Arizona State Parks discussed a donation of land from Resolution Copper as the company proposed to dump 1.5 billion tons of mining waste a short drive away from Boyce Thompson Arboretum State Park, according to an internal memo obtained by Phoenix New Times.
The revelation poses conflict-of-interest questions for an agency that is already busy fending off numerous scandals under its embattled director, Sue Black. Black was placed on administrative leave Thursday after New Times and the Arizona Republic reported multiple allegations that her agency destroyed native antiquities sites.
As the memo states, around the same time a Parks deputy director spoke with a Resolution Copper lobbyist on June 12 about the potential gift of a campground, the agency declined to participate in public meetings about the proposed waste dump. The memo's author, former Parks compliance officer Will Russell, confirmed its authenticity. He declined to speak on-the-record about its contents, except to make two clarifications (as will be noted below).
Resolution Copper, following years of drama and political wrangling over its mining plans, continues to prepare for full-scale mining operations at one of the world's richest copper deposits, located near the U.S. 60 north of Superior. A federal environmental review has focused on proposed sites for the small mountain of waste the mine will generate, and the preferred site is only a few miles from the Arboretum park.
New Times has learned that Arizona State Parks declined to participate in public meetings regarding the proposed mine dump, despite Tonto National Forest officials offering them an opportunity to do so. The agency's silence on the project also contrasted with the arboretum director’s public opposition to the proposed waste storage location.
“We would prefer not to have that in our front yard,” said Gaylyn Yanke, a University of Arizona employee and director of the arboretum. Yanke cited visual blight and the potential for ground pollution as reasons she opposes the current waste storage plan. Native American tribes, including the San Carlos Apache, have also protested the project.
When an official from Governor Doug Ducey’s administration found out about the agency's silence, he instructed Russell to apologize to the Forest Service and request that the agency be included in further discussions about the matter, according to the memo.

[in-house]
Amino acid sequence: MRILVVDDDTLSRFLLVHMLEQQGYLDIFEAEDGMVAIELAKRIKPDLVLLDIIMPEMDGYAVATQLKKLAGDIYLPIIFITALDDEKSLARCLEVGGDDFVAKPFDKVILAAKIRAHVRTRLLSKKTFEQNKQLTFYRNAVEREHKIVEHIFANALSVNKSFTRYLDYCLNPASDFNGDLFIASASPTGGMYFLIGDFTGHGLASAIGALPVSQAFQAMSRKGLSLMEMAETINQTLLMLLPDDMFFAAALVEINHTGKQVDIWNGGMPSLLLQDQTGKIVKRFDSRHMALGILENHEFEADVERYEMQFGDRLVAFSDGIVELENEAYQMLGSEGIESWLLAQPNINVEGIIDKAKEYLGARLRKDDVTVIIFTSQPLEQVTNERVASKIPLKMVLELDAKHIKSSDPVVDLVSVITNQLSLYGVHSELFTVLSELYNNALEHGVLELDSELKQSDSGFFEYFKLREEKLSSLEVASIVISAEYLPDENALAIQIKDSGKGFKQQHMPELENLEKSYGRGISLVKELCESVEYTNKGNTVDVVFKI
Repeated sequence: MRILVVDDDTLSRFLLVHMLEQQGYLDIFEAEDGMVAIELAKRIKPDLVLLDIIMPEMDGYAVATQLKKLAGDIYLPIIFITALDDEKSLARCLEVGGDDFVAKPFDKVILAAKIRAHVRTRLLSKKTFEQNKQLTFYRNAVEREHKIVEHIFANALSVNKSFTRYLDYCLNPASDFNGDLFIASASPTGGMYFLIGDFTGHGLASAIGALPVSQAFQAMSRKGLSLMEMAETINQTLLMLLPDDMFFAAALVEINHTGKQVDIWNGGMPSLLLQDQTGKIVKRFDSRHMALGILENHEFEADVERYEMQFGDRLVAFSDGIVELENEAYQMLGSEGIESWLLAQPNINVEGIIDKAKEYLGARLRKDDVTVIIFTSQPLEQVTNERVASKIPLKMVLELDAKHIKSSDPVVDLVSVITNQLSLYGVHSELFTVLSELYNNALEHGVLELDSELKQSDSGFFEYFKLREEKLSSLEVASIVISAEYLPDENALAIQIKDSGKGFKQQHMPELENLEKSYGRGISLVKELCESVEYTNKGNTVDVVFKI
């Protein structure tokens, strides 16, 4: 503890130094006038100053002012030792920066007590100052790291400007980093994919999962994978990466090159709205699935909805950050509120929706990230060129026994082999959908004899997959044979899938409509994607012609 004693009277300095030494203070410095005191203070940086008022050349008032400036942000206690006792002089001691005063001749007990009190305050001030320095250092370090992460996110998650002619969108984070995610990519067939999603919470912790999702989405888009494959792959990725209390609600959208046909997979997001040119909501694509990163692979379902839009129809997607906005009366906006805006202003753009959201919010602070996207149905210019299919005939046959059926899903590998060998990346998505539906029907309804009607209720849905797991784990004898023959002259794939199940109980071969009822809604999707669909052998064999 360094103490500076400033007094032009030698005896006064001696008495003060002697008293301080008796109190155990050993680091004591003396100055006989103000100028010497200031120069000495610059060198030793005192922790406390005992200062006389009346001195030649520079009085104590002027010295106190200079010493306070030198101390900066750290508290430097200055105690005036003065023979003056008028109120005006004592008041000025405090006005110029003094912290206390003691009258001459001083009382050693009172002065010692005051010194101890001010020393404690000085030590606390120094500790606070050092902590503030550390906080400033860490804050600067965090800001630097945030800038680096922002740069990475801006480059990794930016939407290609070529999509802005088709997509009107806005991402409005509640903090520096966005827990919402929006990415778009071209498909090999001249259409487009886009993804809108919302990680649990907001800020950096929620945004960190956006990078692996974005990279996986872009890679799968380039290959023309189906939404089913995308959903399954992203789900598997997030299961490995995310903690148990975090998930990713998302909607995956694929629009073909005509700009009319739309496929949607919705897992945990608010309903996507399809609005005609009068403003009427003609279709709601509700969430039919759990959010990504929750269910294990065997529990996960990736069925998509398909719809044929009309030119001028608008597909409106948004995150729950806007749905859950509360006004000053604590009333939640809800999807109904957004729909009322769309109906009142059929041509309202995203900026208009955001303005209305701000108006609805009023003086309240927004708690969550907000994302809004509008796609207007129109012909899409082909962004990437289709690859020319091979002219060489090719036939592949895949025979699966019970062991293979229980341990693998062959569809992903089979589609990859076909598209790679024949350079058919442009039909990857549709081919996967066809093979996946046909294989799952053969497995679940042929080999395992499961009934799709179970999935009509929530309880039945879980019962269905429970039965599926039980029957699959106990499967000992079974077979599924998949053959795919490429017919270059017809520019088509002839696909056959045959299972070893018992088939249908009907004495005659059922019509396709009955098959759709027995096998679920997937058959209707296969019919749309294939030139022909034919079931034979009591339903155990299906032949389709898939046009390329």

Now, the alleged talks of a gift between Resolution Copper and Parks are subject to a sweeping investigation by the Ducey administration of alleged wrongdoing at Arizona State Parks, spokesperson Megan Rose confirmed.
A spokesperson for Resolution Copper denied the company offered to give land to the Parks department.
Discussion of a land gift from Resolution Copper adds a new category of questionable practices under Black's leadership.
Multiple allegations of hostile working conditions have arisen under Black, who was appointed by Ducey in 2015. And this month, Phoenix New Times and the Arizona Republic reported that the department allegedly destroyed numerous antiquities site, leading to her suspension and prompting native legislators to call for a criminal investigation and her firing.
As of Thursday evening, a spokesperson for the Arizona Parks department had not responded to request for comment.
Russell, the author of the memo, is the same whistle-blower who went public last month in news stories about the department’s alleged destruction of native antiquities sites.
As part of its plan to dig out one of the world's largest copper deposits, Resolution Copper, a subsidiary of Rio Tinto and BHP Billiton, proposes storing hundreds of millions of tons of mucky waste onto 4,000 acres of Tonto National Forest land.
The proposed storage pile — which would contain a byproduct of copper mining known as tailings — would be visible from the arboretum.
U.S. Forest representatives this summer asked Arizona State Parks to weigh in during public meetings on alternative locations for the proposed tailings site, specifically because of the potential impact on the arboretum’s visitors.